tech track papers
Categories: 2017, Space Technology Innovation
Evolving remote sensing missions present a growing need for satellite sensors with significantly enhanced measurement accuracies beyond current capabilities. For example, the on-board calibration needed for very precise (e.g., <1% radiance uncertainty), spectrally resolved IR radiances typically requires high-emissivity, ε (≥0.999) calibration blackbodies (BBs). The challenge is that conventional BBs have coating emissivities that are usually limited to ≈0.98. Additionally, they generally have complex geometries that create fabrication and coating non-uniformities which leads to radiance, emissivity, and temperature calibration uncertainties. Moreover, conventional BBs are typically large SWaP, which is not optimal for on-board calibration and can be very expensive. Thus, a first-order estimate of a conventional BB’s radiance uncertainty would total >2%, when the other sources of uncertainty and margin are included, failing to meet <1% radiance uncertainty requirement.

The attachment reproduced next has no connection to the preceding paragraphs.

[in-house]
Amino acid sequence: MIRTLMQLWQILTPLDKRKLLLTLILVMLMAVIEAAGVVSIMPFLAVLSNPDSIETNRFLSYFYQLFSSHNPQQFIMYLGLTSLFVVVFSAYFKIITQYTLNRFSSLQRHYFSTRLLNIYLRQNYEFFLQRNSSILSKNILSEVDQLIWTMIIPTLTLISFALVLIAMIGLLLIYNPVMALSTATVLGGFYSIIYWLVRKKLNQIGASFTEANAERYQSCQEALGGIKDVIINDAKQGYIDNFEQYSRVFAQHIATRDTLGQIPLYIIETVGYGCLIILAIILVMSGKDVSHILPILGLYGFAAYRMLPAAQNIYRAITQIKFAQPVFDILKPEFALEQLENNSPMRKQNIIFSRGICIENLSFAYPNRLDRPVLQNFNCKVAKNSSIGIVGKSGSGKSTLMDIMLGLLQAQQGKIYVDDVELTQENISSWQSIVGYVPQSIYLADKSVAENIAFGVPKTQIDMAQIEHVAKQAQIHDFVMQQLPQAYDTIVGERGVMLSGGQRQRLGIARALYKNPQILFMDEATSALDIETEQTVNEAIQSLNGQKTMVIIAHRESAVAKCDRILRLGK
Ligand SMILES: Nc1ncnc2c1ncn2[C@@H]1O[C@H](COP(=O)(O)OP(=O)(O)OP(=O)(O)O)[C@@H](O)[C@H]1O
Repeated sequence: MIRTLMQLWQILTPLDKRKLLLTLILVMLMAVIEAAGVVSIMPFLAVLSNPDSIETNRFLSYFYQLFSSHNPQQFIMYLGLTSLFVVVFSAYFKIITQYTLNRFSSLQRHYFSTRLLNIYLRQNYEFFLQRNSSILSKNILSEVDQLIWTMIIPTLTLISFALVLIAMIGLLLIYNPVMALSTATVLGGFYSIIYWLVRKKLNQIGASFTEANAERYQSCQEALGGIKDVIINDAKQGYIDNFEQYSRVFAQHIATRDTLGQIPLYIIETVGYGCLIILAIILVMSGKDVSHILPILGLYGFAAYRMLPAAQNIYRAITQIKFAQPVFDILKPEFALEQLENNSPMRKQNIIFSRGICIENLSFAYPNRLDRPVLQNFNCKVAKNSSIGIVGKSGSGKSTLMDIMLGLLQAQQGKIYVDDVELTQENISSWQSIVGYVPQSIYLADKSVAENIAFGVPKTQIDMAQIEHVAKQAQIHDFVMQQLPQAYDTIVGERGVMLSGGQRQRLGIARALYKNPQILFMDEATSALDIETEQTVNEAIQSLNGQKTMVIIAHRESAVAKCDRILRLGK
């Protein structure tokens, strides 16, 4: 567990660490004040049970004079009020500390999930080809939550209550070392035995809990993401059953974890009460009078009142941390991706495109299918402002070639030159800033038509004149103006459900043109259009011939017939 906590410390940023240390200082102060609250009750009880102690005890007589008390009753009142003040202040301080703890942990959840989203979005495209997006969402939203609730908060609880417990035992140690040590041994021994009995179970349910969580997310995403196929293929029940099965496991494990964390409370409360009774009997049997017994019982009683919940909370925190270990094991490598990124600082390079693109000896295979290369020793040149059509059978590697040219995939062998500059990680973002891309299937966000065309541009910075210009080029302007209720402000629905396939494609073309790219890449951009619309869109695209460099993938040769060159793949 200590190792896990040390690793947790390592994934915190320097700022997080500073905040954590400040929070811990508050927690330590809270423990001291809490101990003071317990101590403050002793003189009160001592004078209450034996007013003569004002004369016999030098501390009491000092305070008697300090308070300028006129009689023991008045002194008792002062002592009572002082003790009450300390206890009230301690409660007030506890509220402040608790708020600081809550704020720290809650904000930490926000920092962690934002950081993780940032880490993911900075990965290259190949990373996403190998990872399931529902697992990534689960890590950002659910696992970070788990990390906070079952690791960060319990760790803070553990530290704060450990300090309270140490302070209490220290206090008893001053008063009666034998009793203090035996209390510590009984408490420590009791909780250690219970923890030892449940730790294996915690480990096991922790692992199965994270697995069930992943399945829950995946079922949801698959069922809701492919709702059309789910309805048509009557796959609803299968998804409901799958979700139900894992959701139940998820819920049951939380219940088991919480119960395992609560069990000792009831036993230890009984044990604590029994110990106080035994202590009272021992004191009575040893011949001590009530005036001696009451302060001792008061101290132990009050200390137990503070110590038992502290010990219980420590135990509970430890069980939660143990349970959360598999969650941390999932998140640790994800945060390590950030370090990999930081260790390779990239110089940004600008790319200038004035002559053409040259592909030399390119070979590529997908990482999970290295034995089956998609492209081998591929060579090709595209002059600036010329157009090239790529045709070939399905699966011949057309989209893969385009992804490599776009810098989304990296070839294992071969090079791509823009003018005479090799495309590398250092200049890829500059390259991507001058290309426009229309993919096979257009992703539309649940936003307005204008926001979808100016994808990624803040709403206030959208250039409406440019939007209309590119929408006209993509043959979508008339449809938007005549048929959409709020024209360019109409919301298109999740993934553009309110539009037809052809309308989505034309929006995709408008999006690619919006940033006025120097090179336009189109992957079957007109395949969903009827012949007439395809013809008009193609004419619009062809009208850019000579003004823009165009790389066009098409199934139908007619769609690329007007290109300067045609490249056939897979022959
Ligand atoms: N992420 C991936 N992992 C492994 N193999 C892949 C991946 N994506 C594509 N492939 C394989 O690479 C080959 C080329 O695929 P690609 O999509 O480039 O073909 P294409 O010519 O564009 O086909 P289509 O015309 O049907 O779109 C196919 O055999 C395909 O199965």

At Ball, our approach to enhance remote sensing missions beyond current capabilities is to leverage the unique optical properties of Carbon Nanotubes (CNTs) to develop advanced coatings that overcome the limitations of conventional BB coatings. We have developed “Flat-Plate, Extreme-ε (0.999), BB Calibrator” based on a Vertically Aligned CNT (VACNT). Key BB elements, such as the extreme-ε VACNT, have been verified for Ball by NIST to be ≈0.999. Extreme-ε provides a significantly reduced BB radiance uncertainty by minimizing the radiance error due to the radiation reflected from the BB’s background environment. Additionally, the flat-plate simplifies instrument design, is optimal for on-board calibration due to its low SWaP, and it eliminates the fabrication and coating difficulties associated with the complex geometry of conventional BBs. This paper summarizes the results of our design, characterization and plan for implementing the technology on a small satellite platform with a micro-bolometer sensor.
Author: John FlemingTopic: Space Technology Innovation
Advanced On-Board Calibration of Space Systems Using a Carbon Nanotube Flat-Plate BlackbodyDownload File